Even in the midst of a charity scandal, Wyclef Jean is unafraid to show his good spirits on his birthday. The former Fugee posted a photo of himself via Twitter, posing ontop of his American-flag themed Ducati motorcycle, and sporting only a pair of blue and red briefs.
“TODAY I AM 43 YEARS OLD!” he wrote. “I look And feel 26! U cant keep a good Man down! Keep a smile when they want you to frown!”
Wyclef’s Yele Haiti foundation was closed down in September, swamped with debt and a number of uncompleted projects. As reported by The New York Times, Yele Haiti spent $256,580 on illegal benefits and improper transactions like private flights and chauffeurs. While he can’t be found personally responsible for the misappropriated funds, the rapper-singer, and current ambassador for Haiti has been targeted with criticism.
“When you start an organization, there are gonna be mistakes, but the mistakes were never us banking money in our pockets to get rich on behalf of our people,” he told MTV News during a September interview. “When those kind of mistakes are made within governance, you bring in new accountants, new governance, and that’s what we did.”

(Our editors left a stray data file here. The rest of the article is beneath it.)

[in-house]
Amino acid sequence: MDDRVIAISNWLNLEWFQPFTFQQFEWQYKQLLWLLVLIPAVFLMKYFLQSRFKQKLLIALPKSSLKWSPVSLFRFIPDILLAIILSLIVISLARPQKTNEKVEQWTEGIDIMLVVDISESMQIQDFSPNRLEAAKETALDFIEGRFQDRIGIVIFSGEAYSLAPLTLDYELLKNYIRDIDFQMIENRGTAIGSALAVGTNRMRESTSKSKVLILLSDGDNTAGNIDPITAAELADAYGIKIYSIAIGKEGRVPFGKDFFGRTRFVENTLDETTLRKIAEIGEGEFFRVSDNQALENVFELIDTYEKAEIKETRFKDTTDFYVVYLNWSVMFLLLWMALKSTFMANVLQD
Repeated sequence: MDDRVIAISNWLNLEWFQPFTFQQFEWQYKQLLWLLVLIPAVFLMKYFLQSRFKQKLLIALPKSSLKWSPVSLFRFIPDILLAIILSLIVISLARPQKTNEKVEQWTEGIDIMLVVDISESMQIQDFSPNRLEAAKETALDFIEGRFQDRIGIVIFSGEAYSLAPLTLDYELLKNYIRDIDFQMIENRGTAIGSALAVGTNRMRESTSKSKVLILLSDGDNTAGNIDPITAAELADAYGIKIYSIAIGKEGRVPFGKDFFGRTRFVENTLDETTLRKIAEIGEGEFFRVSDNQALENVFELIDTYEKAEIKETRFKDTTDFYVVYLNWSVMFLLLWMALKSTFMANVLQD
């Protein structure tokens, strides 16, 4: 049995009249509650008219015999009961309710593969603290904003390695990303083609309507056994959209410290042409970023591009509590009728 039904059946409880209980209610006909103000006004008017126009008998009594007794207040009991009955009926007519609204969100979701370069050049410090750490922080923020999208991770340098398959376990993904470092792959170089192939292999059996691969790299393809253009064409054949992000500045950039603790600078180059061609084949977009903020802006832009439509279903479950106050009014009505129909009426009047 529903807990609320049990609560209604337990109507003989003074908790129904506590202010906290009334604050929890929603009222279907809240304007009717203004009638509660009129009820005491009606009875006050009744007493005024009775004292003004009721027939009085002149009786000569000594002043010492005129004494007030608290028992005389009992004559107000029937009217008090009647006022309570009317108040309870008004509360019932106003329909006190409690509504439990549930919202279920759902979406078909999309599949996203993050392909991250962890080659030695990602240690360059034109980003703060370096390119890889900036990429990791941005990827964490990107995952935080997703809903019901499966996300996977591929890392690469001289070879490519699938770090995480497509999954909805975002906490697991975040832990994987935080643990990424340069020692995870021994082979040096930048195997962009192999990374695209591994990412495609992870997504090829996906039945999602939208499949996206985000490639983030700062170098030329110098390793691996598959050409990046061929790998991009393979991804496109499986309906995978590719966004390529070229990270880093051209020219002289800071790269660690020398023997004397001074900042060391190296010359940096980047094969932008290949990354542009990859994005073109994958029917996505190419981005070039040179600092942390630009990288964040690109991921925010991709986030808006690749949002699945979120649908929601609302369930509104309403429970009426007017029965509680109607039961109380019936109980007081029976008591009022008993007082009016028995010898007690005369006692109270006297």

“The legacy of Yele Haiti and why people trust in Yele Haiti is because it’s not something I created when the earthquake came,” he continued. “This is something I created in 2005. Always remember this: If you decide that you’re not just gonna be musician, you’re not gonna just be a rapper, you’re gonna stand up for something and be in the forefront of it, you’re gonna get challenged constantly.”
In 2007, Jean was appointed as a Haitian Goodwill Ambassador by the country’s former president Rene Preval. After the 2010 earthquake in Haiti, he tried to run for president, only to have his bid for candidacy rejected. Wyclef has maintained that his political and social activism on behalf of Haiti has been completely genuine, and that his intentions will outlive his critics.
“When history tells its tale to define the truth … one thing about history, as history goes it will protect me,” he said. “So there’s one thing that you might feel now, but 70 years from now, a hundred years from now, when you’re not around, facts come out. So history will always be on my side because the truth eventually ends up coming out.”